For now at least, though, I'd like to imagine that Walton is more the connecting thread to Oden. And besides, why spoil the fun of imagining a limitless future? I'm no expert on these things, but I think "Oden and Roy" has a nice sound to it, not unlike "Magic and Kareem" or "Shaq and Kobe". Only without the foul stench of Lakerdom. They've had a succession of great teams and enough rings to open a jewelry store. Could it maybe, possibly, eventually, mercifully, rapturously, sorta kinda, pretty please, just one teensy weensy time day be our turn to be champions again?
A couple weeks ago the Portland Trail Blazers held a celebration downtown at Shrunk Plaza across from City Hall to commemorate the 30th anniversary of the team's 1977 NBA championship. The actual 30th anniversary is June 5, 1977, but the ceremony was held on the occasion of the jersey-retiring ceremony for the point guard on that team, Lionel Hollins, and held at halftime of the of current Blazers' last game.
Pioneer Courthouse Square would have been a much more visible and practical choice for the event, but Shrunk Plaza was where the original championship parade concluded. For history's sake, it was the right call. But Shrunk Plaza has only a small brick-paved area and the rest is mostly a grassy gently-sloping hillside occupying one city block. This was an early spring day, and not only was it showering, but the ground was very soft and muddy from lots of rain that already had fallen. The ceremony was held at noon, and there were hundreds of us - including lots of business people on their lunch hours - getting our feet and pant legs submerged in mud. One poor guy fell down on his butt and slid about 15 feet down the wet slope. He got totally covered in mud. But you know what? He still stayed until the end of the ceremony. There was also a woman who seemed to be in her early 40s who was trying to control her toddler, who also managed to get covered in mud. "I know this doesn't mean much to you at your age," the woman said to obvlivious little girl, "but it does to Mommy."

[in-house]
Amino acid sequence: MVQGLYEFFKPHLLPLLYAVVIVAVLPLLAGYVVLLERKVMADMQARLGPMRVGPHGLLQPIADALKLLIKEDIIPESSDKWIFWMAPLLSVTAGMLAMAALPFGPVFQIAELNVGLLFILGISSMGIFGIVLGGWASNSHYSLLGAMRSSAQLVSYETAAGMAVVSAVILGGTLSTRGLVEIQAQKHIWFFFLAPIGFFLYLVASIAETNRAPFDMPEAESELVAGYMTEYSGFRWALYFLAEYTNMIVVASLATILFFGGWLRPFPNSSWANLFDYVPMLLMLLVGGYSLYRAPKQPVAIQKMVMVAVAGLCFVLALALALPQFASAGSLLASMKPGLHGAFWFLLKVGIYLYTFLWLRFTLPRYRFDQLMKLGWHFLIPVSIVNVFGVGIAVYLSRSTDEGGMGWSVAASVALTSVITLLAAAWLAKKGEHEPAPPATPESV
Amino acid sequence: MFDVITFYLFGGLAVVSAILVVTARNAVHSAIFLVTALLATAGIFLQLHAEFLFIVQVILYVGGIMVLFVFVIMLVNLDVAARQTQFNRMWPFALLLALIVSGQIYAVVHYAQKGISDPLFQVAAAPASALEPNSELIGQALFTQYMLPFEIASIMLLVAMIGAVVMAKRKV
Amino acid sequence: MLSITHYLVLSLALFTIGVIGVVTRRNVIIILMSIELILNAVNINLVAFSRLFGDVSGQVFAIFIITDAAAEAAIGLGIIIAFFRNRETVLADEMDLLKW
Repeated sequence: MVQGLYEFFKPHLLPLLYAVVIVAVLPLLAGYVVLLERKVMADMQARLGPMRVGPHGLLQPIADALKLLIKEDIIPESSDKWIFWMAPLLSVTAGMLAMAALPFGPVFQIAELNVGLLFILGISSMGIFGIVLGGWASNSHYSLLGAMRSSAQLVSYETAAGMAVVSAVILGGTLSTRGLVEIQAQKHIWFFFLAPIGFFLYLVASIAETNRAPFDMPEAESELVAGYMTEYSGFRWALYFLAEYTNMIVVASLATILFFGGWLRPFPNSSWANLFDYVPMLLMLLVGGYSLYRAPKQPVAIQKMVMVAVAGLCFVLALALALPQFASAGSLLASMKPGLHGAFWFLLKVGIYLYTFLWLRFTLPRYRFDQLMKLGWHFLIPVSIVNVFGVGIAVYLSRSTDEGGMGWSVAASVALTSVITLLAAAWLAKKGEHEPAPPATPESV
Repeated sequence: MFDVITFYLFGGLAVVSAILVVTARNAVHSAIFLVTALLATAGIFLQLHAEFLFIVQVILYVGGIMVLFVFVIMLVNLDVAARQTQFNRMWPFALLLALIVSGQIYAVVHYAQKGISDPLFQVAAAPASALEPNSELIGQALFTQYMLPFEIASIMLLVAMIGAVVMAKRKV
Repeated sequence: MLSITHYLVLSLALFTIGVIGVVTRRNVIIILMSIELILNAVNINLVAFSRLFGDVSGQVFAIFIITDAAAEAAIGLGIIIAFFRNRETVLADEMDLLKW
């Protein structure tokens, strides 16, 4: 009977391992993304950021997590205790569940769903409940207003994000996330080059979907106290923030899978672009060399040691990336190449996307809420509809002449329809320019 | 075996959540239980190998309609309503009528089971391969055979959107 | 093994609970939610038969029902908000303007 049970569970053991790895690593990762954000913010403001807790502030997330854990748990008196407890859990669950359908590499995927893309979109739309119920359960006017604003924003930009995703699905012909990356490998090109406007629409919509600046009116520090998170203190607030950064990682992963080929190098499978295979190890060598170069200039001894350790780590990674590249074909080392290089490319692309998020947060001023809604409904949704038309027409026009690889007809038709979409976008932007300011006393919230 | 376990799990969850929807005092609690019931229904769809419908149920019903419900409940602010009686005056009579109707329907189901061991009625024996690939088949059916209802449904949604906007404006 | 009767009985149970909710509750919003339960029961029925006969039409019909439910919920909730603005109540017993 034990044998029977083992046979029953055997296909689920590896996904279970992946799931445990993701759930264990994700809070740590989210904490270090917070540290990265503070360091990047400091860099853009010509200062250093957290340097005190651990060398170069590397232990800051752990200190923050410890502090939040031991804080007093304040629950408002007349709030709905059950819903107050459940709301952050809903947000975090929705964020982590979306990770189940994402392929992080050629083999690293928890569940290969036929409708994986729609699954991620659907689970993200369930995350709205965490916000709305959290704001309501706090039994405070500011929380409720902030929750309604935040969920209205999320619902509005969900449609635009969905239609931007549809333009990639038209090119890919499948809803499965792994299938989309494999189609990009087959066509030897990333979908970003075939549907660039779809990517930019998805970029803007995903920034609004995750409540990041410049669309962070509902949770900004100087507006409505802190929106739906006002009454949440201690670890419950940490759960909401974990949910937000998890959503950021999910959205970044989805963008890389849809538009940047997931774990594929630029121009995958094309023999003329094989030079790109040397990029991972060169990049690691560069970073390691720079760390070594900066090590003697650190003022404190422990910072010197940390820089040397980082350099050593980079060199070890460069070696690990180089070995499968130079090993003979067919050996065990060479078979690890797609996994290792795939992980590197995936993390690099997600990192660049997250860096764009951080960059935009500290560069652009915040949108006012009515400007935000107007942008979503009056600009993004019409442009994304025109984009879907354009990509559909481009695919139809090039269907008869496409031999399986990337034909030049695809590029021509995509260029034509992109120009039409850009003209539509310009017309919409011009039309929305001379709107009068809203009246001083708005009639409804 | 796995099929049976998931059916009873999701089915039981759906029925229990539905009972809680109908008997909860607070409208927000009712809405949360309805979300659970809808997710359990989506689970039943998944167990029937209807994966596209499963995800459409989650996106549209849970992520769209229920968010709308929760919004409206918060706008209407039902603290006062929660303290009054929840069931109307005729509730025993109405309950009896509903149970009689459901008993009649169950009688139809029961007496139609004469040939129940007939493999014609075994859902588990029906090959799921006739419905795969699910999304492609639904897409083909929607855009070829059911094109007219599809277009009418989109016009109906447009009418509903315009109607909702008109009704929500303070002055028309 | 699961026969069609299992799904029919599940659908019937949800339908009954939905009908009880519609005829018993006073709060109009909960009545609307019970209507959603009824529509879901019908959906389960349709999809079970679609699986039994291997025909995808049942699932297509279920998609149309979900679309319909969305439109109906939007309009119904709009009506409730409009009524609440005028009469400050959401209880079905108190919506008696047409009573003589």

The team members from '77 who attended the event came by bus with a police escort down Broadway to the plaza, in a recreation of that day, in which hundreds of thousands of people mobbed the victorious team as it made its way down Broadway. They were a little late in arriving, however, so keeping the crowd warmed up fell on two disparate parties: emcee Bill Schonely, the much beloved longtime Blazers radio announcer (his call of the winning championship moment is a Pavlovian tear-inducer for Blazer fans like myself) and the Blazer dance team. It was pretty embarrassing to behold, seeing these cheerleaders rocking out to Motley Crue's "Girls Girls Girls" while the septuagenarian Schonely encourages them (I hope I detected a tongue-in-cheeck look in his eye) by saying, "Do it, girls!" I laughed to myself thinking how hard the Blazers' PR department is trying to generate a family-friendly image after the "Jail Blazers" era, and yet the cheerleaders are dancing to a song that had its music video set in a strip club.